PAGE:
What Do Mooring Permit Holders Want?

At Wednesday night’s Harbor Commission meeting, current mayor Rush Hill saw first steps taken toward fulfilling his vision for harbor–wide water taxi service and floating dock communities to replace fore–and–aft moorings in Newport Harbor. Two ad-hoc committees were formed, consisting of Harbor Commissioners, to propose pilot programs for testing the ideas.

Harbor Commissioners on Ad–hoc Committees

Water Taxis
Joe Stapleton
Doug West
Dave Girling
Multiple Vessel Mooring System
Floating Docks
Brad Avery
Karen Rhyne
Duncan McIntosh

A skeptical, as opposed to critical or cynical, mooring permit holder may wonder about the mayor’s stated wish to provide more services to mooring permit holders. We are aware that there are certain services mooring permit holders would appreciate, but we are not aware that floating dock communities or a water taxi were high priority items for the majority. In fact, we are skeptical of this and we have not been asked for our opinion. If the mayor were to ask mooring permit holders, What do you want? what would you say?

Here is our best effort to brainstorm a list of services the City might provide. Please use the comment section below to add to the list or comment on items.

Top Priorities to Mooring Permit Holders

Honorable Mayor Hill, if you want to provide more services to mooring permit holders, these items are priorities to us; results of the survey below this list show how we rank these in priority to us. (updated March 24: click to survey results)

  • Work dock
    • A place permit holders could use, for up to a few days, to work on the boat
    • A dock at which boat could charge batteries overnight
    • A dock at which a vendor, such as mechanic, could work on boat
  • Dinghy storage
    • City has constructed, but not yet rented, a dinghy rack at Balboa Yacht Basin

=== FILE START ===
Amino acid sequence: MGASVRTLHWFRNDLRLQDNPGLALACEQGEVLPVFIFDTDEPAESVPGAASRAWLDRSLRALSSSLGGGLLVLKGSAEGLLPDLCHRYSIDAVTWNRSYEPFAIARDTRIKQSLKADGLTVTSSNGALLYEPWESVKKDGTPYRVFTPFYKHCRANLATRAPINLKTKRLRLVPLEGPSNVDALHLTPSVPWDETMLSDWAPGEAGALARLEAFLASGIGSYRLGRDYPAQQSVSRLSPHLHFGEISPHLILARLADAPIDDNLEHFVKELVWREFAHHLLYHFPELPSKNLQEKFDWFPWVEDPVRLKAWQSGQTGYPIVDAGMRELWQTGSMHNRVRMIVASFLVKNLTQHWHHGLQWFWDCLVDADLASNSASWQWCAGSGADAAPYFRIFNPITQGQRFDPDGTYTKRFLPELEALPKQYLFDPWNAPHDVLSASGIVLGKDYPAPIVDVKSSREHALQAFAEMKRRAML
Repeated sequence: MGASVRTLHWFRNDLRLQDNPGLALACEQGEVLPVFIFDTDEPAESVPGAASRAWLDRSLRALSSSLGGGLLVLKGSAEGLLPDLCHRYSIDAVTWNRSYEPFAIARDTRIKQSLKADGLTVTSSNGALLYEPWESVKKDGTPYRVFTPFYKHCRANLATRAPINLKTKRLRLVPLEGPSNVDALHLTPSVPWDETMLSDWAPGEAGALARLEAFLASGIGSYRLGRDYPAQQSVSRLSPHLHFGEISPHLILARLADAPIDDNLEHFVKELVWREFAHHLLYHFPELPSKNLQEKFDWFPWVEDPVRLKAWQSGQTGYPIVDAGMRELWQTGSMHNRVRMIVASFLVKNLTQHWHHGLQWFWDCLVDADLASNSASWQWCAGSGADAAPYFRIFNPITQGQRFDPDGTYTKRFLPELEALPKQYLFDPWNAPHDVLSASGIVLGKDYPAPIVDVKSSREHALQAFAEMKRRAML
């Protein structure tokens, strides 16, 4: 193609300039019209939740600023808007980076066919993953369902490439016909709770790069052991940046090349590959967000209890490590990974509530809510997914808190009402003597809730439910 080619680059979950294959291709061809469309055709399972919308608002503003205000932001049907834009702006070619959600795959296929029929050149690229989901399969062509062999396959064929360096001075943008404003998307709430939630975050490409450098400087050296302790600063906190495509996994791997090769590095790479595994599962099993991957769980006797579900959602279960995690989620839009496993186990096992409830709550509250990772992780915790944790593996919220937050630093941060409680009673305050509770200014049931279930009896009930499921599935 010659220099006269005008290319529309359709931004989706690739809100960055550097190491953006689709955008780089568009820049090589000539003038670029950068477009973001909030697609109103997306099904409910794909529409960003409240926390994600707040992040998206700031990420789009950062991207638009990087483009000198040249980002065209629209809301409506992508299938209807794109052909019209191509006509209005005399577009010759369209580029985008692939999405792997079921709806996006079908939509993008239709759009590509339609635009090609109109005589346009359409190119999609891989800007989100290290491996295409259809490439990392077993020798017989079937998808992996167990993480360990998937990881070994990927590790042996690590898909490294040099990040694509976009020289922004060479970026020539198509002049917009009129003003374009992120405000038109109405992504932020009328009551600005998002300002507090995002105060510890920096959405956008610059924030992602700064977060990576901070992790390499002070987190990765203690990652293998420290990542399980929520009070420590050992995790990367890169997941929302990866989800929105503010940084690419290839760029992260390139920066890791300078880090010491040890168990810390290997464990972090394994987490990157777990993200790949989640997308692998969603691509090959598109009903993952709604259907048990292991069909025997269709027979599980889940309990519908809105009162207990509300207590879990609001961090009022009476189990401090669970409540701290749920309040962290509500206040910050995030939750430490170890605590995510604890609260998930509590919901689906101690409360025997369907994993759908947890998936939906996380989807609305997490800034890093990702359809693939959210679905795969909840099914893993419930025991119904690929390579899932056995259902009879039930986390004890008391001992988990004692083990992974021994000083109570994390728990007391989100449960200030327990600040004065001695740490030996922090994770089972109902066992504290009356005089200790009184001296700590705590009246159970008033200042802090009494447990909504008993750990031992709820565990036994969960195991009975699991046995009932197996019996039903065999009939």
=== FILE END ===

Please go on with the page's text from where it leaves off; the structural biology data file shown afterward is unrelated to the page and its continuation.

• Update March 24: Another dinghy storage rack will be available at Marina Park
    • See NMA Dinghy Storage Proposal
  • Parking permits
    • Areas soon to be impacted by the neighborhood parking permit on the peninsula will be even more challenging for mooring permittees seeking access to their boats
  • Mooring spacing boat to boat
    • One goal of the new mooring field boundaries currently shown on nautical chart 18754 [online viewer or pdf chart booklet] was to improve mooring spacing. The boundaries are wider, but the boats have not yet been moved to enjoy the space available

Please Participate in the Survey

Kindly use this really short, quick survey (average less than one minute to complete) to show what priority you place on various ideas. The ideas are shown to you in random order. With your mouse, you drag and drop them into position by priority to you, with your top priority at the top! Then click Finish Survey If your top priority is not shown, feel free to add it in the comments section below!

(updated March 24: click to survey results)

From the list that evolves here over the next month, we will then try to estimate relative expense of each option and rank the options by priority to permit holders.

10 thoughts on “What Do Mooring Permit Holders Want?

  1. Bill MosesBill Moses

    F-9Great job getting this story up so quickly and including the survey. The survey will be an effective and accurate way to share the concerns and wishes of the mooring holders with the Mayor and the new ad hoc committee. I was not aware of the impending parking restrictions which may severely limit access to moored boats, thank you for shedding light on that.

  2. Mark SitesMark Sites

    B123I am skeptical of the mayors claim that these offshore docks can be provided at the same cost as a mooring.

    My mooring costs the city nothing. I maintain the tackle and pay rent to the city for the tideland permit to keep it in the harbor. If I’m not using it, the city rents it out to a visitor and collects even more money.

    Under the worst case, if for some reason I stop paying rent, the city takes over my permit and tackle and sells it to someone else.

    Compare that to docks that the city has to build and maintain. First, I doubt that the rent I’ve paid over the past 10 years, or even the past 20, would come close to paying for the proposed dock and pile that the mayor wants to replace my mooring with. Add in the cost of running underwater utilities, as has been proposed. Now factor in the maintenance of these structures.

    With all of the above, the mayor has just proposed building a marina without the ramps or parking lot, and a lot more spread out. It makes sense to me to expect the costs to the users to be on par with a marina, and nowhere near what I’m paying now, which is already challenging to afford.

  3. Dan RunnerDan Runner

    B-181, S-66Re offshore docks: How do you keep the sea lions off and still provide access to people? The existing mooring/docks in the NHYC field have a yacht club shore boat that can hose the sea lions off at regular intervals and clean the docks. Will the city provide this service?

  4. Michael FowlkesMichael Fowlkes